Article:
Batch process to delete folers and bypass recycle bin on WinNT

I have a batch file to delete folders on a WindowsNT Server shown at the end of this question.  My problem is that the folders I'm deleting are 26GB. Is there any way to bypass the recycle bin while deleting?  

Here's the function I'm using right now:
Private Function fDeleteFolders(BackupPath,TSO)
    Dim FSO
    Dim Folders
    Dim Folder
    Set FSO = CreateObject("Scripting.FileSystemObject")
    Set Folders = FSO.GetFolder(BackupPath)
      For Each Folder In Folders.subFolders
         If DateDiff("d", Folder.DateCreated, Date) < 10 Then
              TSO.Write "Deleted: " & Folder.Name & vbCrLf
              Folder.Delete True
              fDeleteFolders = "true"
        End If
     Set Folder = Nothing
     Set Folders = Nothing
  End Function

Thanks, TT
LVL 13
Who is Participating?
Why not delete the recycle bin?!

It gets places back when you reboot.

Anyways to have the bin not deleted change the attributes :)

attrib c:\recycler +r /s
then run your delete program
then change the attributes back
attrib c:\recycler -r /s /a

Might be c:\recycled ... not sure. Also test the /a switch.

Just create a batchfile to first change the attribs, then run your program and then change the attribs back.
Why don't you use a simple CMD file with the delete command, so in that way you don't put the files in recicle bin.
TommyTupaAuthor Commented:
I need to delete folders older than x number of days.  Didn't think this can be done with CMD.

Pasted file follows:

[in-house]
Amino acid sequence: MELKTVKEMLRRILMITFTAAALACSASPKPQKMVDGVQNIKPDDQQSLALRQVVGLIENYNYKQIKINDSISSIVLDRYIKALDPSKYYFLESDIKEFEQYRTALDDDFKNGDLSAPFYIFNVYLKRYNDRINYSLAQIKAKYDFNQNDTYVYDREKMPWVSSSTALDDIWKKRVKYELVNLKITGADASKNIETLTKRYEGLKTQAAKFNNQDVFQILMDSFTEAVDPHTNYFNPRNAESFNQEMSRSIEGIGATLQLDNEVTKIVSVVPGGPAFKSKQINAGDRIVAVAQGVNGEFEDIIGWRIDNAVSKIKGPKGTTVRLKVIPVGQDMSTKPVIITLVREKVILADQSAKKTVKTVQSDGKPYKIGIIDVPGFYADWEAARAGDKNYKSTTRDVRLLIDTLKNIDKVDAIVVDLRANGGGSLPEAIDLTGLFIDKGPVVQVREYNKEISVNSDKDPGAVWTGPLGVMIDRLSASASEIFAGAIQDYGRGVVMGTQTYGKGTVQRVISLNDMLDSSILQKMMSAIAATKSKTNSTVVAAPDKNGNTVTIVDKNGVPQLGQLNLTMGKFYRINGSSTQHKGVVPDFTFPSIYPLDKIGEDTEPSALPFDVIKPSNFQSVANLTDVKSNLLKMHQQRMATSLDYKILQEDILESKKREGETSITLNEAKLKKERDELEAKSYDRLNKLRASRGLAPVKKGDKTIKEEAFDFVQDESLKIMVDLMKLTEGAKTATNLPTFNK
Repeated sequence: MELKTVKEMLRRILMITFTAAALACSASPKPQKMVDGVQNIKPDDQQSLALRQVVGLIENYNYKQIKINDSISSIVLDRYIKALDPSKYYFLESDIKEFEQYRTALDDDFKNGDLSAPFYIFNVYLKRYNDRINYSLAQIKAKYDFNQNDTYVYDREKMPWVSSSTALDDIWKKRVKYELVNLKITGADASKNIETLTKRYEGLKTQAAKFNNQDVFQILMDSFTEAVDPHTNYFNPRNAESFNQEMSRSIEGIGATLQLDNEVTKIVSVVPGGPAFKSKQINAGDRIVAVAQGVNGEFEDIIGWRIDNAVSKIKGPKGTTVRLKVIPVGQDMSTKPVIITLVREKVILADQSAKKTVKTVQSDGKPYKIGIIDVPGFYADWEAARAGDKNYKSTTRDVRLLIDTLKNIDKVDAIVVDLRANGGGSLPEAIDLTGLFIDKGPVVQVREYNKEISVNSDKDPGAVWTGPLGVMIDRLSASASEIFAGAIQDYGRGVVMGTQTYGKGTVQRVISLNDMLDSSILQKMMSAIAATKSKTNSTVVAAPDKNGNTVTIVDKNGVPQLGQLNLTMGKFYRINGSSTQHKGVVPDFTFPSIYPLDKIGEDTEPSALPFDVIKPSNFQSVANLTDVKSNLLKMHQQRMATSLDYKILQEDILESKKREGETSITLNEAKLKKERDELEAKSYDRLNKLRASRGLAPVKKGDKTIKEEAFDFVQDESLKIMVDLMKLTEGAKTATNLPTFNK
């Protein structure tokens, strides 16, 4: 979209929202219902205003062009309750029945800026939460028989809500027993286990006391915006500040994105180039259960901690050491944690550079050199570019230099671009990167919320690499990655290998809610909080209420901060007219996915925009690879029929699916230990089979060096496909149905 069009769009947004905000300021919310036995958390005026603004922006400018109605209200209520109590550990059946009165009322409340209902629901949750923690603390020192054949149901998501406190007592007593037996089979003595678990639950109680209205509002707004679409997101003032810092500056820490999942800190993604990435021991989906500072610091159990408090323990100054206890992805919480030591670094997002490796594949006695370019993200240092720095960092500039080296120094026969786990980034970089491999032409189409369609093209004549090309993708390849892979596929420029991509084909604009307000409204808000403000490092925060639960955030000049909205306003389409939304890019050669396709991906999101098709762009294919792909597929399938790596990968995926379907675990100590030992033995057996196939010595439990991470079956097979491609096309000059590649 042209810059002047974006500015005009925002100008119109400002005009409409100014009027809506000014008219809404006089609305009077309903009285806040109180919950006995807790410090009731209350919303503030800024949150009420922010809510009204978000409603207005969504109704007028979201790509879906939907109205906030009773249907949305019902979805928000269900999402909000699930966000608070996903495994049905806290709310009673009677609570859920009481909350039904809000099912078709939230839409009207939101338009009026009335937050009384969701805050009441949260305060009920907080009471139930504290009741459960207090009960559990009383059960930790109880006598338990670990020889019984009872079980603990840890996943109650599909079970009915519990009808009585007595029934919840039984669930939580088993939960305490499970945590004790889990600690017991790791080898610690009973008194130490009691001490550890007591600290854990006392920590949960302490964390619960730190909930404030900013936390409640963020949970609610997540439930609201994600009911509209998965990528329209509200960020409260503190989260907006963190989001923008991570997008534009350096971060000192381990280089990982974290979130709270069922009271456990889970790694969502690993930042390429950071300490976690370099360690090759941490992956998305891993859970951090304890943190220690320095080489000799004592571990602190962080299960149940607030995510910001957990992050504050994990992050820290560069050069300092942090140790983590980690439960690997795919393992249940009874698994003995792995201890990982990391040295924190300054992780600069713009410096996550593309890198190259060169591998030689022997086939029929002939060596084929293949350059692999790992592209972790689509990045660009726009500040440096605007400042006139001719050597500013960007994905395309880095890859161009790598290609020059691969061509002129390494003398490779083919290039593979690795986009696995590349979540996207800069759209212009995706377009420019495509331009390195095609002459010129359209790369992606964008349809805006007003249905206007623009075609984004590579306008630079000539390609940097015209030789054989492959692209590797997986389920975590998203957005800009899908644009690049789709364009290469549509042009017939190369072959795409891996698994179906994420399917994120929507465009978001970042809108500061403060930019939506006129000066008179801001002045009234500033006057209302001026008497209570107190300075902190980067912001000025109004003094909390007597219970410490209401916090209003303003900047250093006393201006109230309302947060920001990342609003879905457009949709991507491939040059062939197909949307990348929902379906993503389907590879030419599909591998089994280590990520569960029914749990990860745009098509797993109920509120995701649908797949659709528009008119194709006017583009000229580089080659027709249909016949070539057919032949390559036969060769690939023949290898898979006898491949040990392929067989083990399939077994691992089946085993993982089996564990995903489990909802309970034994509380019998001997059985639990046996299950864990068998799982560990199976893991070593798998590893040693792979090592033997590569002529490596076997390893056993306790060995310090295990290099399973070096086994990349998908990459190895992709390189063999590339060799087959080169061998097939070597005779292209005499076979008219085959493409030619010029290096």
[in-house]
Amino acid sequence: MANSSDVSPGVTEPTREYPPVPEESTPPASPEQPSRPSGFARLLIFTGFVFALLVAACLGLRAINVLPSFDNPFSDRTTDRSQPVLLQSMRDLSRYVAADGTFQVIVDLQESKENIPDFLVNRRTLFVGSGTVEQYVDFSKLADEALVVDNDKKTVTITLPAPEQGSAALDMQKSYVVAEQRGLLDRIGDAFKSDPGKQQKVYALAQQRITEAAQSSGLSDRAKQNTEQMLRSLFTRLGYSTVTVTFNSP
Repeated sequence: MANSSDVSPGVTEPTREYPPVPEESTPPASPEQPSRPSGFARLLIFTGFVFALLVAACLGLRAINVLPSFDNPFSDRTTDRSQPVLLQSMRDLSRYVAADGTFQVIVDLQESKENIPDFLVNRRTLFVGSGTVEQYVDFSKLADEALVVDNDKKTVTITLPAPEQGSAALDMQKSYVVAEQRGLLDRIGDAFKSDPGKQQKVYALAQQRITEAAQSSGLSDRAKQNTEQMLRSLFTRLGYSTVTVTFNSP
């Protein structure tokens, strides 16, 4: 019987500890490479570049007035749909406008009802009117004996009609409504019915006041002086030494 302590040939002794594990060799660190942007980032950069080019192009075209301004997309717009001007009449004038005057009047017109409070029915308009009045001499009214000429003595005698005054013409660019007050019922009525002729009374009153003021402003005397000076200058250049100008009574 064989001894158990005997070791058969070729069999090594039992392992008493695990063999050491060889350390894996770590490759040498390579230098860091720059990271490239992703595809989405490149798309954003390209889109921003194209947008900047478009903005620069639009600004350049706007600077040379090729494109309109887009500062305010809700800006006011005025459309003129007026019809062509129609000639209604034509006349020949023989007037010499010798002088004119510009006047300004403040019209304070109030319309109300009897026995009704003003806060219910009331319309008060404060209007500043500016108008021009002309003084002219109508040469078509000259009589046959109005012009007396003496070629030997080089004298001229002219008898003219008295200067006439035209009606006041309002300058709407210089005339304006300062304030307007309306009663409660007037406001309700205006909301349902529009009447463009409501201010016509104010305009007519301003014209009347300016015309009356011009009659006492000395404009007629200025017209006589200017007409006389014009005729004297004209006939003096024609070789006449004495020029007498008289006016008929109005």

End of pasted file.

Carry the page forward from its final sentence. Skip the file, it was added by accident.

Free Tool: Site Down Detector

Helpful to verify reports of your own downtime, or to double check a downed website you are trying to access.

One of a set of tools we are providing to everyone as a way of saying thank you for being a part of the community.

Instead of rewriting your already fine batch file change the way your recycle bin works. Use gpedit.msc go to User Configuration, Administrative Template, Windows Explorer, open Maximum Allowed Recycle Bin Size. Enable the policy and input a number between 0 and 100% to represent the amount of disk your recycle bin is allowed to take up, all other files will be permanently deleted.

This can be done with a CMD file, but it gets a little complex in determining what the date was 90 day ago. There are also difficulties in dealing with different date and time formats that are used at the system level.
I would recommend you find a better way of dealing with the recycle bin or use the VBS to enumerate the files that need to be deleted and then call the shell to do DEL /Q /F %path%\%filename%.
TommyTupaAuthor Commented:
I really appreciate everyone's input.  I'll do some testing later this week and follow up.
Question has a verified solution.

Are you are experiencing a similar issue? Get a personalized answer when you ask a related question.

Have a better answer? Share it in a comment.

All Courses

From novice to tech pro — start learning today.